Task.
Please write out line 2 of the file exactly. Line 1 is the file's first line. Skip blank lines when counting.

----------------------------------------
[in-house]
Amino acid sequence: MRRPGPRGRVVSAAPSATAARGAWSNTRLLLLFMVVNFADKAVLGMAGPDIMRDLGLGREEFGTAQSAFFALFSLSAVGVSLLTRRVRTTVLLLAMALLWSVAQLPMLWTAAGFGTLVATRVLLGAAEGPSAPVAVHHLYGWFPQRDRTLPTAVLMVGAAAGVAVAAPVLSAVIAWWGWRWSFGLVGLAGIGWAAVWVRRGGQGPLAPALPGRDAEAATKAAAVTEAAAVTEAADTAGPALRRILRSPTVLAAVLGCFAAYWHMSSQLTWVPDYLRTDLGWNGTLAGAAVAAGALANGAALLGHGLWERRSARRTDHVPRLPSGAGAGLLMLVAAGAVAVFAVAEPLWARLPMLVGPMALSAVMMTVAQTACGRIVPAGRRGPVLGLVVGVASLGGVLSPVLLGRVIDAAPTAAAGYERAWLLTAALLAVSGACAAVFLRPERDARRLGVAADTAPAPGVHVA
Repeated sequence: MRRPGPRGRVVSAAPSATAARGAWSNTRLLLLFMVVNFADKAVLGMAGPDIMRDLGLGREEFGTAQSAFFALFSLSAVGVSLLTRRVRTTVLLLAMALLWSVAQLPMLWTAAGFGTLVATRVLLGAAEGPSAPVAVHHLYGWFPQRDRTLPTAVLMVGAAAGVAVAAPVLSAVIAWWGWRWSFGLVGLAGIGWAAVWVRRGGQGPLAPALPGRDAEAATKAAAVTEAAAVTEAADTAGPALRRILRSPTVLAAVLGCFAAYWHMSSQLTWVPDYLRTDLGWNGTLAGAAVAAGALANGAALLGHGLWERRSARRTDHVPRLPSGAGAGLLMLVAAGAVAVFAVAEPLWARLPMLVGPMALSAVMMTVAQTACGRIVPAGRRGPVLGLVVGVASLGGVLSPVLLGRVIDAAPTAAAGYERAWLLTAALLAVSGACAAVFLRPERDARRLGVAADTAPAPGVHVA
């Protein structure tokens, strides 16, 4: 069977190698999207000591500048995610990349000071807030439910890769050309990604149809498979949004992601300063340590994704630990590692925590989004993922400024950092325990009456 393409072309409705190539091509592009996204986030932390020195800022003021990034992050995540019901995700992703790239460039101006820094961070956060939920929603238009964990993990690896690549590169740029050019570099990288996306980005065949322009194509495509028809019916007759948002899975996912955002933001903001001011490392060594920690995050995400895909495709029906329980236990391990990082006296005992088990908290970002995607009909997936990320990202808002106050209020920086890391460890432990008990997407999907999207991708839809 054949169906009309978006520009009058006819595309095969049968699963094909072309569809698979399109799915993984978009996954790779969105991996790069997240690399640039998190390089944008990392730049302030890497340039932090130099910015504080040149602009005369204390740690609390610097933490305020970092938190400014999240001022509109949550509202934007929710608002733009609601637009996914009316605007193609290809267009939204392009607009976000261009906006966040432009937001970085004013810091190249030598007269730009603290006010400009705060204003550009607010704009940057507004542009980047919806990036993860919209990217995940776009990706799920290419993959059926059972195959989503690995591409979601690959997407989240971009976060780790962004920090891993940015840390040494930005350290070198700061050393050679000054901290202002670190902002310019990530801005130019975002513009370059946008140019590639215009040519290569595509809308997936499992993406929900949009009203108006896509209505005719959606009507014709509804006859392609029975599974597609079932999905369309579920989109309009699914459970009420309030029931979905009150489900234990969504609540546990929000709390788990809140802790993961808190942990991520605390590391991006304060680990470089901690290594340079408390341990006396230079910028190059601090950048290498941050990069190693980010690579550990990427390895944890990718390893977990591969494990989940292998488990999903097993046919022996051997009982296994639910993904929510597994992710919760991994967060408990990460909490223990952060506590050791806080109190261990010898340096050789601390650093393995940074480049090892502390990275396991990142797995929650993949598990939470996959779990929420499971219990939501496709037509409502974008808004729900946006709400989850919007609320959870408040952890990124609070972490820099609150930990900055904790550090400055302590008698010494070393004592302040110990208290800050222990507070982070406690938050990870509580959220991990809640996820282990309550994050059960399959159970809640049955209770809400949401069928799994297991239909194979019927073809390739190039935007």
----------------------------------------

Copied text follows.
Amino acid sequence: MRRPGPRGRVVSAAPSATAARGAWSNTRLLLLFMVVNFADKAVLGMAGPDIMRDLGLGREEFGTAQSAFFALFSLSAVGVSLLTRRVRTTVLLLAMALLWSVAQLPMLWTAAGFGTLVATRVLLGAAEGPSAPVAVHHLYGWFPQRDRTLPTAVLMVGAAAGVAVAAPVLSAVIAWWGWRWSFGLVGLAGIGWAAVWVRRGGQGPLAPALPGRDAEAATKAAAVTEAAAVTEAADTAGPALRRILRSPTVLAAVLGCFAAYWHMSSQLTWVPDYLRTDLGWNGTLAGAAVAAGALANGAALLGHGLWERRSARRTDHVPRLPSGAGAGLLMLVAAGAVAVFAVAEPLWARLPMLVGPMALSAVMMTVAQTACGRIVPAGRRGPVLGLVVGVASLGGVLSPVLLGRVIDAAPTAAAGYERAWLLTAALLAVSGACAAVFLRPERDARRLGVAADTAPAPGVHVA